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like, how do you like kumquats? (Featured in the globe and mail)

by Christina Friedrichsen

I’ve become self-conscious. It’s about my language. It’s not that I swear a lot, or that my grammar is deplorable. It’s that I’m 29 years old – a grown woman – and there’s a nasty little burr in my language that has been hitching a ride since I was a teenager. I simply can’t shake it.

And I’m not the only one walking around with this linguistic cling-on of sorts. It’s a bloody epidemic among my fellow Gen X’ers.

Back when we were in high school, a four-letter word burrowed like a small, but pervasive parasite into our impressionable brains. It made a home there, put it’s feet up, bought itself a loveseat, and a down-filled mattress, and hunkered down for the long haul.

I was in a small-town roadhouse devouring chicken wings when I first noticed just how much power this seemingly innocent word had over me.

A woman, about my age, was at the next table conversing with her beer-quaffing beau. I, who will never let a few delicious moments of eavesdropping pass me by, perked up my ears and tuned in.

“What is, like, wrong with my sister? Is she, like, ever going to find a job, and get rid of that loser boyfriend? Like, what a waste.”

How annoying, I thought.

“Honey, I don’t say ‘like’ that much do I? I know I say it sometimes, but not, like, that much, right?” I asked my husband.

“Right?” I implored again, after the silence became unbearable.

“Well, you do say it sometimes,” he said. “Listen to yourself.”

And that I did. For the duration of the evening I caught myself saying it again, and again, and again. Even when I tried to stop it, the L-word kept rearing its ugly head like a hiccup that no amount of deep breaths could cure.

Where did this affliction come from? Why has a word that bears no apparent meaning in my sentences - other than to bridge gaps of thought, find its way into my daily lexicon?
How would I get over this ‘valley-girl’ affliction?

The ‘like’ word is “quickly becoming the verbal security blanket and a virtual speech impediment for an entire generation – and generations to come, from Generation X to Generation Z and beyond,” says a recent article by David Grambs in the Vocabula Review, who likens ‘like’ to a barnacle on a wharf, or calculi to a healthy kidney.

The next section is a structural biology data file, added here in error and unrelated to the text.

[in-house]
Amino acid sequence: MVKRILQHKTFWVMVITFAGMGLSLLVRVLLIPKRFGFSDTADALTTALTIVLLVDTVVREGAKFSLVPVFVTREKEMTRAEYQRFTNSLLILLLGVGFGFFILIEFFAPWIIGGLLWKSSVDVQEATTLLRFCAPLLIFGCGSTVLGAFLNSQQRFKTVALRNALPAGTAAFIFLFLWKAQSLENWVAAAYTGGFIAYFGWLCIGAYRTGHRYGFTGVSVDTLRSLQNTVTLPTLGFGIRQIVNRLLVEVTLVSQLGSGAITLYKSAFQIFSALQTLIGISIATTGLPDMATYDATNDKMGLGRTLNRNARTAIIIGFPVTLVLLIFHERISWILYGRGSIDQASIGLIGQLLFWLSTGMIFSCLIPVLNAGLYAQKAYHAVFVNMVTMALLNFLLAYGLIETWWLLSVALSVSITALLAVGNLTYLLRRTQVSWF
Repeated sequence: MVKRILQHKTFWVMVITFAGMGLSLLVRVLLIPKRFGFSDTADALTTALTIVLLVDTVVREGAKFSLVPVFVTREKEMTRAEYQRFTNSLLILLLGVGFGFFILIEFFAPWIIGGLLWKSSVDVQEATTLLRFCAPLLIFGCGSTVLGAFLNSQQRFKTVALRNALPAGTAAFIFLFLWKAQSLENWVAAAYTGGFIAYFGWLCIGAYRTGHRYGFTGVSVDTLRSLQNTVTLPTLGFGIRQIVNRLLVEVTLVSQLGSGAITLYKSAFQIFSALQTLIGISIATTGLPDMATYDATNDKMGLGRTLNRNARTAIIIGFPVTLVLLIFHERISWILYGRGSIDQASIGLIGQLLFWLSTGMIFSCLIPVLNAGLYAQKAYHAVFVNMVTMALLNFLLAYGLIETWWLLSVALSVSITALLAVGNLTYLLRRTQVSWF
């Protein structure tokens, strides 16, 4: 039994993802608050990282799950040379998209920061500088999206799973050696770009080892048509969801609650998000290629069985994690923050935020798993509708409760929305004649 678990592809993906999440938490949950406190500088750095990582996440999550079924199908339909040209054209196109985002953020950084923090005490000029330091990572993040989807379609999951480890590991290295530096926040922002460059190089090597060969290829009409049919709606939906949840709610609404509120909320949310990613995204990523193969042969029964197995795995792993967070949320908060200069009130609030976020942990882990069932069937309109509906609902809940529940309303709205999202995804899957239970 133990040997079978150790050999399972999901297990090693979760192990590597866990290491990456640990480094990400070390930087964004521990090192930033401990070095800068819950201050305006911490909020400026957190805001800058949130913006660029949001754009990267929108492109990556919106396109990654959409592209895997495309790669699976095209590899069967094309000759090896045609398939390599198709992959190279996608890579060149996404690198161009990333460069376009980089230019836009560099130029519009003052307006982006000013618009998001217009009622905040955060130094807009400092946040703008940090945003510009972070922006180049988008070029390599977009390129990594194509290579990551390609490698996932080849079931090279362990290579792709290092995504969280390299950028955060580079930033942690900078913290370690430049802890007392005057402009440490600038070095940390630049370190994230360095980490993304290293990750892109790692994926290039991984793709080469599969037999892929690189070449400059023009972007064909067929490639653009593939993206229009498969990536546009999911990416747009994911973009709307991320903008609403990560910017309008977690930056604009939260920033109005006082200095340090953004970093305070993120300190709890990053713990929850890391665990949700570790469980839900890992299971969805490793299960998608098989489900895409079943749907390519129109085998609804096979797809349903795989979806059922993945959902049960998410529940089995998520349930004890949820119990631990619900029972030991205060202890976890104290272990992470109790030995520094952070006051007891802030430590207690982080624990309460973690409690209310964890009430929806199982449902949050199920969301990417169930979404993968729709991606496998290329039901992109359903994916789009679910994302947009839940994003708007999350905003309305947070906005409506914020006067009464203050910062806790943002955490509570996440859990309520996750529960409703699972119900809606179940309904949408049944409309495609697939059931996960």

Although Grambs does not offer a true explanation for the origin of what he calls ‘like-orrhea’, he says it is derived from an “infectious strain of laziness, or mental or communicative slackness.”

But he doesn’t just bash us “sentence litterers”, he offers us a cure.

 “… every time you catch yourself using the L-word … stop – and punish yourself by repeating word for word what you just said, but this time substituting for each like the word kumquat.”

Kumquat? Okay, Mr. Grambs, I’ll give it a go. I’ll try it for a week and see what that gets me.

Well, I tried it for two days, but truthfully, it made me feel ridiculous – especially when my husband began correcting me with kumquats.

“You said it again. Kumquat. Say it. K-u-m-q-u-a-t,” he’d say in a mocking tone. (Incidentally, my husband, who is 32, said he cured himself several years ago by becoming acutely conscious of his ‘likes.’)

Even though Mr. Grambs proposed cure did not rid me of the ‘like syndrome’, it did make me conscious of how much the word is used.

Recently, my husband and I have become so in tune with the use of the word that ‘like-spotting’ has become a game we play during television programs.

“She said it! Kumquat!” he’ll say to the TV when a hot, young actress has just committed the offense.

“I caught him! Listen! He said it again. Haha!” I’ll utter giddily to my husband during sitcoms.

Even during more serious television programs like Nova, my husband and I have caught interviewees in the act of ‘likification.’

“Tisk, tisk," we’ll say, grinning.

Although this geeky game was fun at first, it’s become a distraction. Now, it’s difficult to enjoy a TV show without commenting on the ‘likes’, rather than the content.

And, I’m sorry to say, that once you’ve read this article, you’ll probably start playing the ‘like-spotting’ game yourself. Instead of doing it during television programs, you might play it alone on the subway, in a coffee shop, or even at home.

And there is the chance that you’ll become so obsessed with the L-word that you’ll want to throw kumquats at anyone who over-uses it in your presence.

If that’s the case, just make sure that you keep a constant ‘heads up’- especially if you’re a hypocrite like me.

Because there might be a kumquat with your name on it heading fast in your direction. 

And my aim is good.